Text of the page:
Looking for help with the Online Safety Act - Ofcom consultations? Please get in touch. 

Haddock, whiting, hake, Norwegian lobster.... What do these harmless marine creatures have to do with Internet copyright?

The EU Council of Ministers yesterday gave the go-ahead for the EU to sign the controversial Anti-counterfeiting Trade Agreement (ACTA). ACTA is effectively an international copyright treaty, paving the way for a range of Internet blocking measures against allegedly infringing material online. The green light was given - not by the Ministers responsible for copyright - but by those in charge of fishing fleets.

The decision for signing ACTA was deemed an 'A' point, meaning that it had been pre-agreed. It was therefore put to the next available meeting, which happened to be the Fisheries Council. At this Fisheries Council meeting, fishing quotas were the hotly disputed matter. The ACTA authorisation was slipped in unnoticed beneath the never-ending fight between the British and the Spanish over how much cod they can net.

The Council's press release was notably bland:

The Council adopted a decision authorising the signing of an anti-counterfeiting trade agreement (ACTA) with Australia, Canada, Japan, the Republic of Korea, Mexico, Morocco, New Zealand, Singapore, Switzerland and the United States.

But it also contained some fishy language, claiming that ACTA is only intended for " actions against large-scale infringements of intellectual property". Those words can be read two ways. To address a single infringer who has a large-scale operation. Or to address infringements which multiply on a large scale - namely the millions of small infringements, such as those allegedly taking place over file-sharing networks.

The Council decision document contained a get-out clause on criminal measures. The Council is not authorising the EU signatories to accede to the criminal measures in ACTA - that will be left to the Member States to individually sign.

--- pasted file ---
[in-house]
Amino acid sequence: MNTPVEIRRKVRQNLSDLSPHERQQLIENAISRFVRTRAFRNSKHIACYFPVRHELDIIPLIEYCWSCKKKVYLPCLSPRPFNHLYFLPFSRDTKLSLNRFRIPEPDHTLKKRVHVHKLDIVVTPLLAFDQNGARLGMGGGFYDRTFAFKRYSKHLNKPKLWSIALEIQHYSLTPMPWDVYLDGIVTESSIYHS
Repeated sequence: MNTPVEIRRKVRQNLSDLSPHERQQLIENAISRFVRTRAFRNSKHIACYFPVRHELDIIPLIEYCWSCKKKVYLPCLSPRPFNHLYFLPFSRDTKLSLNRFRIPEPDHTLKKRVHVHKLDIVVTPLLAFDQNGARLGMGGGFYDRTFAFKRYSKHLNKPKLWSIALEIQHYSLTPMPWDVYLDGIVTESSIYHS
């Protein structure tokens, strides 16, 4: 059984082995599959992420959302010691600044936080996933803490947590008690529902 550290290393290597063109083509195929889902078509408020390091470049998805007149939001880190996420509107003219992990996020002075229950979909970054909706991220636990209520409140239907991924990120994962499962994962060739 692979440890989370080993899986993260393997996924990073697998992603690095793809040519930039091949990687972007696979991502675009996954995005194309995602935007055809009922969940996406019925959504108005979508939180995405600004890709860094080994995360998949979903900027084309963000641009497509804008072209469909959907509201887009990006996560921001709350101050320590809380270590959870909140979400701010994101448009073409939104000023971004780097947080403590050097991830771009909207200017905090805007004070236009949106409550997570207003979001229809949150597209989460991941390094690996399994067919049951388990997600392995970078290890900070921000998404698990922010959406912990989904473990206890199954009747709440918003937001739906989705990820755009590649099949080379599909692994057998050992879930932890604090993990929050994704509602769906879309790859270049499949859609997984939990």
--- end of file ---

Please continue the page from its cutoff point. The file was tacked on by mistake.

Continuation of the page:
This is not however, the end of the matter. The European Parliament must give its consent before ACTA can be signed by the EU. The Parliament's consent is still pending and not expected before March next year.

PS. I also noted that the Fisheries Council sneaked in the authorisation of four varieties of GM food ... hmmmmmm?

You are free to re-publish this article under a non-commercial Creative Commons licence, but you must attibute the author and put a link back to iptegrity.com. Academics - please cite this article as Monica Horten, EU Council gives fishy go-ahead for ACTA , www.iptegrity.com, 16 December 2011 . Commercial users - please contact the author.


Iptegrity moves on!

May 2024: Iptegrity is being re-developed to upgrade the Joomla software.

Please bear with us until the new site is ready.

Find me on LinkedIn

About Iptegrity

Iptegrity.com is the website of Dr Monica Horten. I am an  independent policy advisor: online safety, technology and human rights. In April 2024, I was appointed as an independent expert on the Council of Europe Committee of Experts on online safety and empowerment of content creators and users. I am a published author, and post-doctoral scholar. I hold a PhD from the University of Westminster, and a DipM from the Chartered Institute of Marketing. I cover the UK and EU. I'm a former tech journalist, and an experienced panelist and Chair. My media credits include the BBC, iNews, Times, Guardian and Politico.

Iptegrity.com is made available free of charge for non-commercial use. Please link back and attribute Dr Monica Horten.  Contact me to use any of my content for commercial purposes.  

The politics of copyright

A Copyright Masquerade - How corporate lobbying threatens online freedoms

'timely and provocative' Entertainment Law Review